Cricket related crests are scarce enough. Although most villages would have had a cricket team in the second half of the nineteenth century few would have had funds to spare for crested notepaper.

If one had expected to find crests for overseas cricket that of a Paris cricket club would not have been among them. The attractive crest of the Leinster club is less unexpected. Many Irish gentry were educated in Britain and village and country house cricket was widely played down to the second world war.

The crest on the left above is identified as the Bullingdon Club on a sample of the output of Spiers & Son at the Bodleian library. The attractive example on the right has not been identified.


Finance would not have been a problem for Waterlow & Sons' cricket club, and the large and handsome crest would have served as an advertisement for the firm's printing activities. Lillywhites were major cricketing publishers in the nineteenth century. They published Lillywhites Cricket Scores and Biographies in 1862 and the Cricketers Companion and Annual from 1865 down to 1900. Aquila Clapshaw started making cricket bats at Turnham Green in 1780, and the successors to that business continued to trade down to the 1970's.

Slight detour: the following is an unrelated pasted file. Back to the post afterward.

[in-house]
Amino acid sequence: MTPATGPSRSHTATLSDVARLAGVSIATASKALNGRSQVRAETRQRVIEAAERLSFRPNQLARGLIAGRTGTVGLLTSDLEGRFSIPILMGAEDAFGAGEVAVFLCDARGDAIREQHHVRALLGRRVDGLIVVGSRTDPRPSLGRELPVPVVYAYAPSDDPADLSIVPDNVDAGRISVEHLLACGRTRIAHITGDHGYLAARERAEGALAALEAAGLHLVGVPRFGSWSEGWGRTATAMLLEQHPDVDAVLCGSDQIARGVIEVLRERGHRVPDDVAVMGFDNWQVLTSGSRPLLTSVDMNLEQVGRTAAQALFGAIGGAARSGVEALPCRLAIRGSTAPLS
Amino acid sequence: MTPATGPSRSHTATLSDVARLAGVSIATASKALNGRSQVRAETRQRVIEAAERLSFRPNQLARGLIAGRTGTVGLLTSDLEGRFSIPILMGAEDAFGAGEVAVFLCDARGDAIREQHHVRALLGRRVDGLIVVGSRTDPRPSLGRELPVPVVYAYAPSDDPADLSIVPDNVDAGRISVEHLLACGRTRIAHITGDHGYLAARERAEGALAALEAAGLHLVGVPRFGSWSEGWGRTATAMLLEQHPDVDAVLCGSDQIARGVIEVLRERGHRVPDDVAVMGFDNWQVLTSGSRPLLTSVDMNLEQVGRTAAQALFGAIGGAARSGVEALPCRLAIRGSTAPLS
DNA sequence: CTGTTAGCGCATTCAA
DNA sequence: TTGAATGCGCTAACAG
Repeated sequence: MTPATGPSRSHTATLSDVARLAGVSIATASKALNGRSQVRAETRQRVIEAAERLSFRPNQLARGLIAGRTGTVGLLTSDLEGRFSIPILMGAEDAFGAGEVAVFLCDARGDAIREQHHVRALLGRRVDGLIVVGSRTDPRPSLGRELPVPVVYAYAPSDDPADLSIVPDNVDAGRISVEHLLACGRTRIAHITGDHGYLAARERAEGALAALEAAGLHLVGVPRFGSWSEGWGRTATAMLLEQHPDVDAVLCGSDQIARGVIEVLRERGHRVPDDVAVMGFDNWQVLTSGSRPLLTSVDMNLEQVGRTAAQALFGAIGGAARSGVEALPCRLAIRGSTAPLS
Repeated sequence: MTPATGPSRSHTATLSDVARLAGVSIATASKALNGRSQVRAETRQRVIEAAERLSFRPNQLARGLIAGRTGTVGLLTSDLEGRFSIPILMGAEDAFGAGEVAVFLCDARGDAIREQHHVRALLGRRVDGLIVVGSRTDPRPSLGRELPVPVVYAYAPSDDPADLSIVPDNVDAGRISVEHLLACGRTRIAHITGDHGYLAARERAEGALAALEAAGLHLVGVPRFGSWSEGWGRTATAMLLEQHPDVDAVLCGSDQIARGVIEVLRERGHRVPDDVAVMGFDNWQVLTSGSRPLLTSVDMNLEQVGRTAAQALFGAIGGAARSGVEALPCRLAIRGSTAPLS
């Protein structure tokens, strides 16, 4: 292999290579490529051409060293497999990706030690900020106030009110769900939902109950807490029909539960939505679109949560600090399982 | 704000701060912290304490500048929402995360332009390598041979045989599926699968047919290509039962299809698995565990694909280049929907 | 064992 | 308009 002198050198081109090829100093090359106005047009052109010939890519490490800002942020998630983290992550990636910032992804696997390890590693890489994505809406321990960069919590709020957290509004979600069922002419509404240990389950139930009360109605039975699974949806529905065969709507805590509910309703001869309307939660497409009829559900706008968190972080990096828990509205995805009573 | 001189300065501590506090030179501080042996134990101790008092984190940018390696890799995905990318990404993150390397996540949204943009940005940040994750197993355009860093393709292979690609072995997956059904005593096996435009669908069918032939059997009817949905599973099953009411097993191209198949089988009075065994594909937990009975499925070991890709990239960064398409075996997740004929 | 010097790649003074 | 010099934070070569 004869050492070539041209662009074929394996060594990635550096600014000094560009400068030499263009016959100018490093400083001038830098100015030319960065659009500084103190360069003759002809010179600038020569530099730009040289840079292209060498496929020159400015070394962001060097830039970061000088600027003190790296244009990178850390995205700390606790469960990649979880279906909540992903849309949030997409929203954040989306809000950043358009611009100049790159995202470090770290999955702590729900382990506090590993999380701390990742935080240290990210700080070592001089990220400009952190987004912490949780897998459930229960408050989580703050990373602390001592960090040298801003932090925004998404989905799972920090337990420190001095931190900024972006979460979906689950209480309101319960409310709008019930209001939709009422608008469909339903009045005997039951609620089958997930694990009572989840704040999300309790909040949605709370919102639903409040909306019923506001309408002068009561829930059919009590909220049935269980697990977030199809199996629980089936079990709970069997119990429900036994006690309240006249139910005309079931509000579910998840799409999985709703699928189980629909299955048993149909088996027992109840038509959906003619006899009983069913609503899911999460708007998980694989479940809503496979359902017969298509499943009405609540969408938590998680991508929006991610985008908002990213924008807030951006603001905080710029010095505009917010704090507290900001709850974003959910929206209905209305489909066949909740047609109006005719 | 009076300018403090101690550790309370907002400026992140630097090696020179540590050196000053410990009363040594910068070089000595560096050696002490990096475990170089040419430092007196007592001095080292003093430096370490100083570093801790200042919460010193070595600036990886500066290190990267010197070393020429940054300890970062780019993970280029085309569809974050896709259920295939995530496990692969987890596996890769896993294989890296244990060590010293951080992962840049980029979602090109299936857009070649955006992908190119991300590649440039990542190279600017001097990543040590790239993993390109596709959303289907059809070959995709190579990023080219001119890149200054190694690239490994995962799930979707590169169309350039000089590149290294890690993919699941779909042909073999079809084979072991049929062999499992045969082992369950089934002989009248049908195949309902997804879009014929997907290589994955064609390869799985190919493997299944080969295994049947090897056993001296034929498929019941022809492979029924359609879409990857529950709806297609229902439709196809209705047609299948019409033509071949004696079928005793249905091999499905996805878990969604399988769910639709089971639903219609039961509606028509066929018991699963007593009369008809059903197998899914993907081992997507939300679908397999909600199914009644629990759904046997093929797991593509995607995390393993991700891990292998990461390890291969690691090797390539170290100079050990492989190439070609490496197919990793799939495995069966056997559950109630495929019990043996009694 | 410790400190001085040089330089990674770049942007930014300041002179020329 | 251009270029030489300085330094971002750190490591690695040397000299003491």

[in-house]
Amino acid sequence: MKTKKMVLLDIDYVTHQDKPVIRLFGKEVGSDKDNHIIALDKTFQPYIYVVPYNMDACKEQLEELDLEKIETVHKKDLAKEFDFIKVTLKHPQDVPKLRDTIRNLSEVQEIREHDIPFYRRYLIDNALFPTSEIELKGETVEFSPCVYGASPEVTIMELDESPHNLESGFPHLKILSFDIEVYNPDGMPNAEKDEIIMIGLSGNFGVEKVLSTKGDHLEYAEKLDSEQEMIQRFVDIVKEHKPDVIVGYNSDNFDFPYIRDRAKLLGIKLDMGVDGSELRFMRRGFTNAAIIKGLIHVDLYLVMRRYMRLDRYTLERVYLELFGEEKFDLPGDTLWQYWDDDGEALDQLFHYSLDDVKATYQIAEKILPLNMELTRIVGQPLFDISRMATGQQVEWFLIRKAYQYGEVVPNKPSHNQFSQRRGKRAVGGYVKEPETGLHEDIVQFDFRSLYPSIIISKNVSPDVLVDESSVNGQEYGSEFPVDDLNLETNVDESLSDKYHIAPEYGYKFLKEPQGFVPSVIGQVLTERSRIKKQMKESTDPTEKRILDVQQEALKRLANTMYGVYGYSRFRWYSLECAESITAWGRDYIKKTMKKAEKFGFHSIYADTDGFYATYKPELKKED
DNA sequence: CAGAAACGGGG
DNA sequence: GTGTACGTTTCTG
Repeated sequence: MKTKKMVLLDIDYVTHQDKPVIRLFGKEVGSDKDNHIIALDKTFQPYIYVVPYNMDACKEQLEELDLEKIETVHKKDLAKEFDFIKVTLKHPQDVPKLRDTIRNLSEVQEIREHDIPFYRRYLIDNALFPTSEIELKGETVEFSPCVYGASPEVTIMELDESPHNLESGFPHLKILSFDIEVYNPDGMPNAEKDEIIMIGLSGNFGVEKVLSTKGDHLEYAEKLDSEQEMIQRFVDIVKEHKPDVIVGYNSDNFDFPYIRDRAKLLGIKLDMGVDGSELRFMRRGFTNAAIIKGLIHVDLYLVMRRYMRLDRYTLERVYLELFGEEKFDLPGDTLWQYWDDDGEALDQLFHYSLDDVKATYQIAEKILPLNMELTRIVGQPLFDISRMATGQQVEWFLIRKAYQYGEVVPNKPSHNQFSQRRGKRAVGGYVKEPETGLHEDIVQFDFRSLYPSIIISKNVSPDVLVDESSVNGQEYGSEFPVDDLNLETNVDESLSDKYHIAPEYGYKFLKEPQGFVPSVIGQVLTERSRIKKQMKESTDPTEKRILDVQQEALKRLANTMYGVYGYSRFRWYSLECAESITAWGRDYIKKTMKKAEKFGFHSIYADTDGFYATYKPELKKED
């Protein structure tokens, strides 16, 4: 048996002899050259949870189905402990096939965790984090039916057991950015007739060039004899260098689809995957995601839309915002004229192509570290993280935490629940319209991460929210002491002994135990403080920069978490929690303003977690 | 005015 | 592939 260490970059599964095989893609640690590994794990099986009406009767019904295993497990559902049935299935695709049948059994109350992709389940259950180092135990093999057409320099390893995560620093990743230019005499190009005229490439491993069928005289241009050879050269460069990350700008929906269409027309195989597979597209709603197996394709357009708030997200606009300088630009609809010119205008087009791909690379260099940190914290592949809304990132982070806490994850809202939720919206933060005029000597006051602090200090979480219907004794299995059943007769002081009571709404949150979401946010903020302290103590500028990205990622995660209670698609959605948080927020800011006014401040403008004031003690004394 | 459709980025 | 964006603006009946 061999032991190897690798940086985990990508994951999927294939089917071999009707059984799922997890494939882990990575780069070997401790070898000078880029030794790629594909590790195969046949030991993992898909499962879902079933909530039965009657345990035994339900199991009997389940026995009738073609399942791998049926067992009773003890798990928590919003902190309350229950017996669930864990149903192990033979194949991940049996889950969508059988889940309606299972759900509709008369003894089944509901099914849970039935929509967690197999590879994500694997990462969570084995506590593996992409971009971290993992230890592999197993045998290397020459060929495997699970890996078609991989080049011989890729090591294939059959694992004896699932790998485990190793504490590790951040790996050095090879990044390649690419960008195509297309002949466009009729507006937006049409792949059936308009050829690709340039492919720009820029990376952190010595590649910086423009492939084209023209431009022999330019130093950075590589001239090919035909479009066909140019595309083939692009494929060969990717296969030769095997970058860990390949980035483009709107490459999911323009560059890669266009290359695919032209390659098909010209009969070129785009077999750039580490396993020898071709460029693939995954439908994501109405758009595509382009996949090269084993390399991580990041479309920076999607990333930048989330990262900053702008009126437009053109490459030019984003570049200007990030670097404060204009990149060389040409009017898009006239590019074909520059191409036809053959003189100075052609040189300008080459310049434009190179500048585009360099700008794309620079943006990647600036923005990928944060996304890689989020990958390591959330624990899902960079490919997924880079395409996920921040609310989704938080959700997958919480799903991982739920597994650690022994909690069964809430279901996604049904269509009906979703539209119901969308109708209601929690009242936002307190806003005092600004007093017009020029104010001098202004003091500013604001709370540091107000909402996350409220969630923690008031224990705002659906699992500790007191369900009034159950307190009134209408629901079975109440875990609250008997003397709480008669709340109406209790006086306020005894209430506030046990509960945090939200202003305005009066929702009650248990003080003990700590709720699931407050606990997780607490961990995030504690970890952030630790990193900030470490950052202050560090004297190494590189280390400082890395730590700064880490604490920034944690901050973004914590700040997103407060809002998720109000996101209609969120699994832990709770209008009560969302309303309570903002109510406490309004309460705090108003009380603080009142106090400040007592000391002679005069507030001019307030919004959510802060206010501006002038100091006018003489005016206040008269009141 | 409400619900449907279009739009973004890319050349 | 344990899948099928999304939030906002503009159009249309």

John Wisden (1826-1884) was another Victorian cricketing publisher. The Cricketers Almanack which he founded in 1864 has appeared annually ever since.


Above are crests for some of the county cricket clubs: the left hand crest of the Sussex County Cricket Club appears to have been stamped from a cracked die.

Further crests have been noted for R Daft, Cricket Depot, Nottingham, as well as for several other cricket clubs: Butterflies; Crusaders; Harlequins; Nadder Valley; and Zingari.

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